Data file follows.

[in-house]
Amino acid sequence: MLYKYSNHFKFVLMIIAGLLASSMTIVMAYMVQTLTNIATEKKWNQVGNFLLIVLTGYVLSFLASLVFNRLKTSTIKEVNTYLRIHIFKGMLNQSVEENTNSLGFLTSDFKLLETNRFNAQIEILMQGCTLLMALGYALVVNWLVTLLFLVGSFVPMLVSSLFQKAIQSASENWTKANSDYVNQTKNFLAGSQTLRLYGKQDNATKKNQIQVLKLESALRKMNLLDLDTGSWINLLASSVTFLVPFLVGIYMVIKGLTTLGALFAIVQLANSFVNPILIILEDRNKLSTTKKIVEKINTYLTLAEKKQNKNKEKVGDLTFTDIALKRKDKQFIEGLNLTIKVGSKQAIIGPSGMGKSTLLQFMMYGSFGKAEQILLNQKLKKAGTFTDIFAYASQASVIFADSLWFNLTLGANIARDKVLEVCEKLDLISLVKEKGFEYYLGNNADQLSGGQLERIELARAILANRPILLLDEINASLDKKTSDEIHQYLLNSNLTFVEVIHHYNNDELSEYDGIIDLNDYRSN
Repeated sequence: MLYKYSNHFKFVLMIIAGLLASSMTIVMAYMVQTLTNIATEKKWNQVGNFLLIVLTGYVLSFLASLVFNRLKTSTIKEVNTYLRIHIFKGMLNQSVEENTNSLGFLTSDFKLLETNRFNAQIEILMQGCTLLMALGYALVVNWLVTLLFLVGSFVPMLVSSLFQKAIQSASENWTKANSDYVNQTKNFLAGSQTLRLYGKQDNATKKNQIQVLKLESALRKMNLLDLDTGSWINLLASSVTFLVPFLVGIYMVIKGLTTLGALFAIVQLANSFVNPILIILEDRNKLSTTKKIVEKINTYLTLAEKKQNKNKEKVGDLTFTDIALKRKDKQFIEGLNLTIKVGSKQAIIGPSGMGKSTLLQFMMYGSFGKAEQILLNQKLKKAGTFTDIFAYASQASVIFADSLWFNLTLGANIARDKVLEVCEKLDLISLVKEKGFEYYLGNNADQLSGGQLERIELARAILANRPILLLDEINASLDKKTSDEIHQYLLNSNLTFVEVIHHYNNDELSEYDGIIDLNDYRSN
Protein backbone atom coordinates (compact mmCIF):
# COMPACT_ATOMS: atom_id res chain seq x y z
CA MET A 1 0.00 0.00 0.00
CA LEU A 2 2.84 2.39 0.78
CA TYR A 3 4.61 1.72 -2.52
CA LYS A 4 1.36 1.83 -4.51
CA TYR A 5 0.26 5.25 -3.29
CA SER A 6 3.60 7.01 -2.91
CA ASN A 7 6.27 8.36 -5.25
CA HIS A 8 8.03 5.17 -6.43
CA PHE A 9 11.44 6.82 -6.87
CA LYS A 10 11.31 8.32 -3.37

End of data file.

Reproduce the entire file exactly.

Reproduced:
[in-house]
Amino acid sequence: MLYKYSNHFKFVLMIIAGLLASSMTIVMAYMVQTLTNIATEKKWNQVGNFLLIVLTGYVLSFLASLVFNRLKTSTIKEVNTYLRIHIFKGMLNQSVEENTNSLGFLTSDFKLLETNRFNAQIEILMQGCTLLMALGYALVVNWLVTLLFLVGSFVPMLVSSLFQKAIQSASENWTKANSDYVNQTKNFLAGSQTLRLYGKQDNATKKNQIQVLKLESALRKMNLLDLDTGSWINLLASSVTFLVPFLVGIYMVIKGLTTLGALFAIVQLANSFVNPILIILEDRNKLSTTKKIVEKINTYLTLAEKKQNKNKEKVGDLTFTDIALKRKDKQFIEGLNLTIKVGSKQAIIGPSGMGKSTLLQFMMYGSFGKAEQILLNQKLKKAGTFTDIFAYASQASVIFADSLWFNLTLGANIARDKVLEVCEKLDLISLVKEKGFEYYLGNNADQLSGGQLERIELARAILANRPILLLDEINASLDKKTSDEIHQYLLNSNLTFVEVIHHYNNDELSEYDGIIDLNDYRSN
Repeated sequence: MLYKYSNHFKFVLMIIAGLLASSMTIVMAYMVQTLTNIATEKKWNQVGNFLLIVLTGYVLSFLASLVFNRLKTSTIKEVNTYLRIHIFKGMLNQSVEENTNSLGFLTSDFKLLETNRFNAQIEILMQGCTLLMALGYALVVNWLVTLLFLVGSFVPMLVSSLFQKAIQSASENWTKANSDYVNQTKNFLAGSQTLRLYGKQDNATKKNQIQVLKLESALRKMNLLDLDTGSWINLLASSVTFLVPFLVGIYMVIKGLTTLGALFAIVQLANSFVNPILIILEDRNKLSTTKKIVEKINTYLTLAEKKQNKNKEKVGDLTFTDIALKRKDKQFIEGLNLTIKVGSKQAIIGPSGMGKSTLLQFMMYGSFGKAEQILLNQKLKKAGTFTDIFAYASQASVIFADSLWFNLTLGANIARDKVLEVCEKLDLISLVKEKGFEYYLGNNADQLSGGQLERIELARAILANRPILLLDEINASLDKKTSDEIHQYLLNSNLTFVEVIHHYNNDELSEYDGIIDLNDYRSN
Protein backbone atom coordinates (compact mmCIF):
# COMPACT_ATOMS: atom_id res chain seq x y z
CA MET A 1 0.00 0.00 0.00
CA LEU A 2 2.84 2.39 0.78
CA TYR A 3 4.61 1.72 -2.52
CA LYS A 4 1.36 1.83 -4.51
CA TYR A 5 0.26 5.25 -3.29
CA SER A 6 3.60 7.01 -2.91
CA ASN A 7 6.27 8.36 -5.25
CA HIS A 8 8.03 5.17 -6.43
CA PHE A 9 11.44 6.82 -6.87
CA LYS A 10 11.31 8.32 -3.37